Control of calcium carbonate precipitation in anaerobic reactors

E.P.A. van Langerak

Research output: Thesisinternal PhD, WU


<p>Anaerobic treatment of waste waters with a high calcium content may lead to excessive precipitation of calcium carbonate. So far, no proper methods were available to predict or reduce the extent of precipitation in an anaerobic treatment system. Moreover, it also was not clear to what extent precipitation in an anaerobic reactor can be tolerated because adequate knowledge on the structure and quality of methanogenic sludges with high calcium carbonate content was lacking. In this thesis, the feasibility of anaerobic treatment of waste waters with a high calcium content was investigated.</p><p>The development of high ash content anaerobic sludges was studied under varying conditions of biomass yield, precipitating quantities of CaCO <sub>3</sub> and particle size of the seed sludge. The location of CaCO <sub>3</sub> precipitation, within the aggregates or in the bulk solution, appeared to be an important factor determining the quality of high ash content sludges. Precipitation in the bulk solution is considered as favourable for the development of these sludges and can in example be stimulated by seeding with the smallest possible granules or by maintaining the phosphate concentration as low as possible. Operating a reactor containing heavy sludge is often problematical because the crystals will tend to agglomerate, resulting in cementation of the sludge bed. This cementation can be retarded by decreasing the degree of pre-acidification.</p><p>Two different options can be distinguished to reduce the extent of calcium carbonate precipitation in an anaerobic reactor. It was found that phosphate, in concentrations of 0.5 - 5 mgP.l <sup>-1</SUP>, can drastically reduce the quantity of calcium carbonate precipitation. Additives that only inhibit the formation of calcite and not that of aragonite (e.g. iron) are not suitable, because in that case aragonite, of which the solubility is only slightly lower than of calcite, will accumulate in the reactor. The second option is to remove calcium from the influent in a crystallization reactor reusing the anaerobic effluent alkalinity.</p><p>The amount of calcium carbonate precipitation in an anaerobic reactor can be estimated with equilibrium models as developed in this dissertation, which take into account kinetic factors that influence the apparent solubility of calcium carbonate, being the influent composition, the hydraulic retention time and the value of the crystallization rate constant.</p><p>In this dissertation, insights have been provided for the design and application of integrated anaerobic-physical-chemical technologies which enable the control of the calcium carbonate precipitation in the anaerobic treatment of waste water with a high calcium content, which appear e.g. in the waste-paper and food processing industries.</p>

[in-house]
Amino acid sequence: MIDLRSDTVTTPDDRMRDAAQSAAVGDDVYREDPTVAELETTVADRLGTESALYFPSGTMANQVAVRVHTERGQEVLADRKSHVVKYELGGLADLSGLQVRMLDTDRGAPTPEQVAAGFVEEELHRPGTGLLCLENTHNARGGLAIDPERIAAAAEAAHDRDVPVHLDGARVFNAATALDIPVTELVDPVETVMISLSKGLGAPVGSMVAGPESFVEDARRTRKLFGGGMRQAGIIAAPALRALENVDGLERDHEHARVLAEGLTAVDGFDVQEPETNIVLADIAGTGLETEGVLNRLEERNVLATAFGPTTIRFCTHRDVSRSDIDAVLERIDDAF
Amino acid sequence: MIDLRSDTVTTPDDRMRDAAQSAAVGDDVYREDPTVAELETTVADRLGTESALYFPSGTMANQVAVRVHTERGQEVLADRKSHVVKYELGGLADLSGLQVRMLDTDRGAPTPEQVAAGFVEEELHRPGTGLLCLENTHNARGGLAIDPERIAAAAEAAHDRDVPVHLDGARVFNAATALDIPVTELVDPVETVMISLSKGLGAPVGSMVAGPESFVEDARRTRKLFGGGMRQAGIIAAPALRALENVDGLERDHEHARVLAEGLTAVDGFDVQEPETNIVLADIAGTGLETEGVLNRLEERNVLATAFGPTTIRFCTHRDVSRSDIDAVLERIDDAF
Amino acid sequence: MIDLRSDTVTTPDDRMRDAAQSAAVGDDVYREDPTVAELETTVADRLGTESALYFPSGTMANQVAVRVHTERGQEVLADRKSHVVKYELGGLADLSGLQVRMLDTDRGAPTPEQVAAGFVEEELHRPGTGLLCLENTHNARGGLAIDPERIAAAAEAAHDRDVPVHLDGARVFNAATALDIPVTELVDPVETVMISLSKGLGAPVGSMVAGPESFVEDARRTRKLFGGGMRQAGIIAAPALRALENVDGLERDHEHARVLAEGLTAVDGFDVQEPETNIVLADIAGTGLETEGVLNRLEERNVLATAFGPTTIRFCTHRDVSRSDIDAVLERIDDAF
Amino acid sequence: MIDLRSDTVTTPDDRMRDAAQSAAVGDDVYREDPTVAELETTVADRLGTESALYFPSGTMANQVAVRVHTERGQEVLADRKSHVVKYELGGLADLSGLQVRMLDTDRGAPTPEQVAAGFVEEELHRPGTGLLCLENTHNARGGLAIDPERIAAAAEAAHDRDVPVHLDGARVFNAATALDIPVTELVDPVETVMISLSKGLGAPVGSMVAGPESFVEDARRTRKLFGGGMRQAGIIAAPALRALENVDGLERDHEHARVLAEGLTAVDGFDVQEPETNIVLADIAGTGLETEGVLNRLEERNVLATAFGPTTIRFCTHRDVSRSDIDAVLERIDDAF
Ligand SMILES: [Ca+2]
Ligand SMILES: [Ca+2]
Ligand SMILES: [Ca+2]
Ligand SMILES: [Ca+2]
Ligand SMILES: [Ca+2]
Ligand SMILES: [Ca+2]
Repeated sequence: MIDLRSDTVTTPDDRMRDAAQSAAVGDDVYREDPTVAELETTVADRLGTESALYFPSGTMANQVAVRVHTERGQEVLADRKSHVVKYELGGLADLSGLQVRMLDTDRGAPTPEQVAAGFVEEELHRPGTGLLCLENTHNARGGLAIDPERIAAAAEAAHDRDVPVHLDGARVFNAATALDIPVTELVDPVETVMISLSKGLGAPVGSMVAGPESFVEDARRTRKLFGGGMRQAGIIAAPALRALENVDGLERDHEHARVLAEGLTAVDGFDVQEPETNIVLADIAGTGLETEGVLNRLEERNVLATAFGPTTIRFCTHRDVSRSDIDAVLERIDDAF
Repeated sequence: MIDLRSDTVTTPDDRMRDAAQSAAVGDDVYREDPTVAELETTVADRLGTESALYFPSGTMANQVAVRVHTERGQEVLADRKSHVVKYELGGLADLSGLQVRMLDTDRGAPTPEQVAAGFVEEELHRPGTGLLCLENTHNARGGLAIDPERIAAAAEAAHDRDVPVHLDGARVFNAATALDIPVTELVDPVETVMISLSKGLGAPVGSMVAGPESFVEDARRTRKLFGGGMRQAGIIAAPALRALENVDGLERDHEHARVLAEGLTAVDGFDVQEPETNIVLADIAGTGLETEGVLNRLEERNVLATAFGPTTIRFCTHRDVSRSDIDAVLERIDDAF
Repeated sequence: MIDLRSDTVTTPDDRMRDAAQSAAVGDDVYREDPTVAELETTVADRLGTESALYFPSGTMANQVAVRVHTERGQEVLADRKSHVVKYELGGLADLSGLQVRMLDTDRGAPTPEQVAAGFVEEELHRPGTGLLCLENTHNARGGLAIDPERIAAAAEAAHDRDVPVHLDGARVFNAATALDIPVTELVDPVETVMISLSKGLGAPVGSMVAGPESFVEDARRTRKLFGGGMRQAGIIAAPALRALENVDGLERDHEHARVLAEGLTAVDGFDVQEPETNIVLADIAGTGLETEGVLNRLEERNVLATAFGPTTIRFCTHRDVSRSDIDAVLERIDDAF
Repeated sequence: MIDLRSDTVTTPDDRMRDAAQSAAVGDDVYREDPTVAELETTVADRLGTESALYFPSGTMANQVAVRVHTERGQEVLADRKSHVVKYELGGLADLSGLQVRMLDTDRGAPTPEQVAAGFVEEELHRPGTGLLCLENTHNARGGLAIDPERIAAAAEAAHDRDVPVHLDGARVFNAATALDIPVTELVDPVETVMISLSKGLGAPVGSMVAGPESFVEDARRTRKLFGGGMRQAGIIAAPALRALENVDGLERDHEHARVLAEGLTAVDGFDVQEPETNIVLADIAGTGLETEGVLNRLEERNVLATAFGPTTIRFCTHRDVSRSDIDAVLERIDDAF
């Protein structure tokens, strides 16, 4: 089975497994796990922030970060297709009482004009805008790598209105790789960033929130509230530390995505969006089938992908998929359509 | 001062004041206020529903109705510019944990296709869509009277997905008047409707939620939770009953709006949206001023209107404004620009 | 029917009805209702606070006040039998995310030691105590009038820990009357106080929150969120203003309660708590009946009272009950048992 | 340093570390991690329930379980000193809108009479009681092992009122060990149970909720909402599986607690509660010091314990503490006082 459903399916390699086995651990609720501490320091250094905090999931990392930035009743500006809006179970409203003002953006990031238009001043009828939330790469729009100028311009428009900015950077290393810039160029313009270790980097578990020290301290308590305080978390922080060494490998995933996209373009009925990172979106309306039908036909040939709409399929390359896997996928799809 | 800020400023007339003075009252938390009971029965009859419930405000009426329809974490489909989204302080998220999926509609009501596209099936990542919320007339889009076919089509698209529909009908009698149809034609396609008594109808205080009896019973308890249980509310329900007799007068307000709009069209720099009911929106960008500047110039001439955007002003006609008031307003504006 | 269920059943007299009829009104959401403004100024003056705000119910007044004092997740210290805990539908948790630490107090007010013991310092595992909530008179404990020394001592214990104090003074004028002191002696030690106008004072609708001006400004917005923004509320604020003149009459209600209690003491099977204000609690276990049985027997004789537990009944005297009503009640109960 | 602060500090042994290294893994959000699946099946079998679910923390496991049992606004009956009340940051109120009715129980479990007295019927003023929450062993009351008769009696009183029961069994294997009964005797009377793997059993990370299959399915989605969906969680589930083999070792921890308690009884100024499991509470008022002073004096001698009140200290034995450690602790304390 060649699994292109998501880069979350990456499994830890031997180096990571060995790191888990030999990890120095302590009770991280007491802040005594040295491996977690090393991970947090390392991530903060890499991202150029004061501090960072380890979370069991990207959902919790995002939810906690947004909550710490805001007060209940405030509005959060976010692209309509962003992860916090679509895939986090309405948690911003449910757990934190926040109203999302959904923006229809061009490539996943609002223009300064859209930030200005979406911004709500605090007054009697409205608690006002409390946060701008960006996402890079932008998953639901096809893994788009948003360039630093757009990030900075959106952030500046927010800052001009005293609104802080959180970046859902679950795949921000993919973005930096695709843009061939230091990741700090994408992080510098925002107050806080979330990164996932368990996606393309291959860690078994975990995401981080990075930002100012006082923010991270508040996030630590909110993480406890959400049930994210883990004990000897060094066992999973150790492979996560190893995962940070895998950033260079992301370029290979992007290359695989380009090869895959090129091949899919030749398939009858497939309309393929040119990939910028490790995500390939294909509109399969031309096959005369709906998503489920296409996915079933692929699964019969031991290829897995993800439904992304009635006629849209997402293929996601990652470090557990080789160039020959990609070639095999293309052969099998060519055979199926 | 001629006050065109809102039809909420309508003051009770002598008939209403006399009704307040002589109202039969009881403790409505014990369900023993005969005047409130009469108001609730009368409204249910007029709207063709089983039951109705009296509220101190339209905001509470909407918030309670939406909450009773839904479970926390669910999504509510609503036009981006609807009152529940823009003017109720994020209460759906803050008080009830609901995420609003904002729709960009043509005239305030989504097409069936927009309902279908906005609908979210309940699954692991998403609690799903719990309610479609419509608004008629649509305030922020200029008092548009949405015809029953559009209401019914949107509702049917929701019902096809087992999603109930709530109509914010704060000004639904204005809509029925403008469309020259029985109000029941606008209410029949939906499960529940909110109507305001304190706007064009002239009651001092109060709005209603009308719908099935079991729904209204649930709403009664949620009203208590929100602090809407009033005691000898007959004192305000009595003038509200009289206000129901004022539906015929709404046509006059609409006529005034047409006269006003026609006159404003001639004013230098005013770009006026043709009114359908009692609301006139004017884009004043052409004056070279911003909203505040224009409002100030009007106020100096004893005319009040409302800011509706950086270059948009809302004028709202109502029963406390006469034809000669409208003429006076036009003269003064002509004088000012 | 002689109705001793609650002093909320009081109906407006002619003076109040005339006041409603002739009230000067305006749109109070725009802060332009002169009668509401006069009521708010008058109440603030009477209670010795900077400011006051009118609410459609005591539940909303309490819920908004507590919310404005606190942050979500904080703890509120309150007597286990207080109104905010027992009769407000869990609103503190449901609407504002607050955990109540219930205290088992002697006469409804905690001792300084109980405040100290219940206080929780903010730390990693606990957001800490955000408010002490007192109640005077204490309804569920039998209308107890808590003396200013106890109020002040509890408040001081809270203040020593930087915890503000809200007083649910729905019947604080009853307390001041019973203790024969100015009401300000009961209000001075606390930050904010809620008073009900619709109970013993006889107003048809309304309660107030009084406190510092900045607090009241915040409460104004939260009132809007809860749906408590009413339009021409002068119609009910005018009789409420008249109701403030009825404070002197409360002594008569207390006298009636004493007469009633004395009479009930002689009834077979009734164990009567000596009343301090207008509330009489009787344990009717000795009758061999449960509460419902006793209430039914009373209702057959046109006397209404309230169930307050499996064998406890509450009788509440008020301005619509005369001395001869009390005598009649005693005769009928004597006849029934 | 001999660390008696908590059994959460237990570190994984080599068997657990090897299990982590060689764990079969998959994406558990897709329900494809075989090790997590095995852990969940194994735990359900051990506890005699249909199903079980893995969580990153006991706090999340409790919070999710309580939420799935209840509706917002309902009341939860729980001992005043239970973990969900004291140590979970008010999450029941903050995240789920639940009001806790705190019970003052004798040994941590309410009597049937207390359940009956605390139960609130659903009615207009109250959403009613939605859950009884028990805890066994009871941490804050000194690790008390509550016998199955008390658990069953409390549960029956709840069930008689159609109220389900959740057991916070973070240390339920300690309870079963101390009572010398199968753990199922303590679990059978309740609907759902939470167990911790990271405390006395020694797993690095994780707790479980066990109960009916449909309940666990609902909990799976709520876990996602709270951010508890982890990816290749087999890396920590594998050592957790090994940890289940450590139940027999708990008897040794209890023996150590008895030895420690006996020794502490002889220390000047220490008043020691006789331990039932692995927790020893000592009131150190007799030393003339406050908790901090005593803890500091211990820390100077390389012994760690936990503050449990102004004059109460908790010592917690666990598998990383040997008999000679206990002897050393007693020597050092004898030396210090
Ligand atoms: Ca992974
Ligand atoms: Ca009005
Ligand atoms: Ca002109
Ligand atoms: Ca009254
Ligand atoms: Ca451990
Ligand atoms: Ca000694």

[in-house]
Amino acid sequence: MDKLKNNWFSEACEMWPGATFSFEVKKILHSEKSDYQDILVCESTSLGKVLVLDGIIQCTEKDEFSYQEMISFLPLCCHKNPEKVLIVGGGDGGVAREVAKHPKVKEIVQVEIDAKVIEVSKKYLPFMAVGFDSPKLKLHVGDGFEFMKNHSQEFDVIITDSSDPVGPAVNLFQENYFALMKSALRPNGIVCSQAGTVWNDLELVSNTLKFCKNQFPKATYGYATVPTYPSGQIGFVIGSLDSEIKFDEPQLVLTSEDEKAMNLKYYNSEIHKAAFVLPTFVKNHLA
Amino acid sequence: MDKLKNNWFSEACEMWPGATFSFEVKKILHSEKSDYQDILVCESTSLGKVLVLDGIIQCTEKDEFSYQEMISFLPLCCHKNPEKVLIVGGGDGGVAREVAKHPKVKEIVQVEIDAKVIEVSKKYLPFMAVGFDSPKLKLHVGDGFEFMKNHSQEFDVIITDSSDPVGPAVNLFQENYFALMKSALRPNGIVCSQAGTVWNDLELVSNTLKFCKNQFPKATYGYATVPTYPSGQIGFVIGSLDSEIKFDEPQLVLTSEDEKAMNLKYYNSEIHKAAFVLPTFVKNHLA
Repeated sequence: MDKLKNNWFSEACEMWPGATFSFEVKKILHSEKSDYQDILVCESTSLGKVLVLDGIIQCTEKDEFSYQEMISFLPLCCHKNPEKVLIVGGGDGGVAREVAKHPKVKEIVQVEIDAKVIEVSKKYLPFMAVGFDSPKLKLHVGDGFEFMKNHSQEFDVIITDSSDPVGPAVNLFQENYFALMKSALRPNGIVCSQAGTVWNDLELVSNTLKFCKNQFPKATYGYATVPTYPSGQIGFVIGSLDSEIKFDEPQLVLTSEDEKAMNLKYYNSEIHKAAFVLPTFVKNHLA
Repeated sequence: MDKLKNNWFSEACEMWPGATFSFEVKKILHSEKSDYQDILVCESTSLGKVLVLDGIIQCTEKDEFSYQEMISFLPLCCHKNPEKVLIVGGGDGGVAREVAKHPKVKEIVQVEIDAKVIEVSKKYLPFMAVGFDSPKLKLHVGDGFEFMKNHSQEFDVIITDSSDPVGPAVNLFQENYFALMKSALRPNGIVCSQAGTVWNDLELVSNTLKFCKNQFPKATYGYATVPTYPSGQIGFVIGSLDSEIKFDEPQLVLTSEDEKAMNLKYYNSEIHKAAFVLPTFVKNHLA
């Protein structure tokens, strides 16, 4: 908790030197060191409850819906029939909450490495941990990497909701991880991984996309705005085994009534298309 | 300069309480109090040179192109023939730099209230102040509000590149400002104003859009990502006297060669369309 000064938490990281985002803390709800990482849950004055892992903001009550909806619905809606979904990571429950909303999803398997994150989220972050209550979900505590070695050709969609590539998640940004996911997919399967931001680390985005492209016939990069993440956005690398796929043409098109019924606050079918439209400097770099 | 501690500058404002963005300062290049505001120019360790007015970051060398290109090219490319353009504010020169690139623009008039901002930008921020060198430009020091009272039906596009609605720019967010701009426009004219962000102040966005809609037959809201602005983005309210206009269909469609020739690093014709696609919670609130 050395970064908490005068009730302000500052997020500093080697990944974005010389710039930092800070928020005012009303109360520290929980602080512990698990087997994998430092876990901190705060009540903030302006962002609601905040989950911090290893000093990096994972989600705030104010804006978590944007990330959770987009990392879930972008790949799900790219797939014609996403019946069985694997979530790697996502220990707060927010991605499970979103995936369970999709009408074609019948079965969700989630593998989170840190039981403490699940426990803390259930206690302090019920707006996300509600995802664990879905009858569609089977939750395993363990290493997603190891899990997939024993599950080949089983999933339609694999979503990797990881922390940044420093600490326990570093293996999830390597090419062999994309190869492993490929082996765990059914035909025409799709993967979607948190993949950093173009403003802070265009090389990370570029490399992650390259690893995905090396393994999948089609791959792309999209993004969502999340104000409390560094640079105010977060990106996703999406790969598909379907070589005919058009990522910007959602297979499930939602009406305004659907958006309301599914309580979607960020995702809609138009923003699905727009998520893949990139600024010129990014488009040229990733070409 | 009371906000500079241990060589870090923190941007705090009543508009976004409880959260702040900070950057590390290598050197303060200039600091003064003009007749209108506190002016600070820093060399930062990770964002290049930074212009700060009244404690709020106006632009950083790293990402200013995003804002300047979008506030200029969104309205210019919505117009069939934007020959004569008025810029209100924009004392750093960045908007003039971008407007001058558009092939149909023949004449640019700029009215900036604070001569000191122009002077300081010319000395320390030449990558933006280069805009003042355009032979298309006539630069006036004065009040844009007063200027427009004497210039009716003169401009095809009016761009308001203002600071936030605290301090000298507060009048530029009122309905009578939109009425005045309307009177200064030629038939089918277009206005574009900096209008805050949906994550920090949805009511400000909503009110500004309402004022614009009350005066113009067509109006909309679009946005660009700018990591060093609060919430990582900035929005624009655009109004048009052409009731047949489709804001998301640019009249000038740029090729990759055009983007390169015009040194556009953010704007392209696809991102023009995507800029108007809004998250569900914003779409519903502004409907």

Original languageEnglish
QualificationDoctor of Philosophy
Awarding Institution
  • Lettinga, G., Promotor, External person
Award date3 Nov 1998
Place of PublicationS.l.
Print ISBNs9789054859239
Publication statusPublished - 1998


  • anaerobic treatment
  • waste water
  • calcium
  • calcium carbonate
  • precipitation
  • anaerobic conditions
  • chemical precipitation
  • sewage sludge
  • biomass
  • phosphate
  • crystallization

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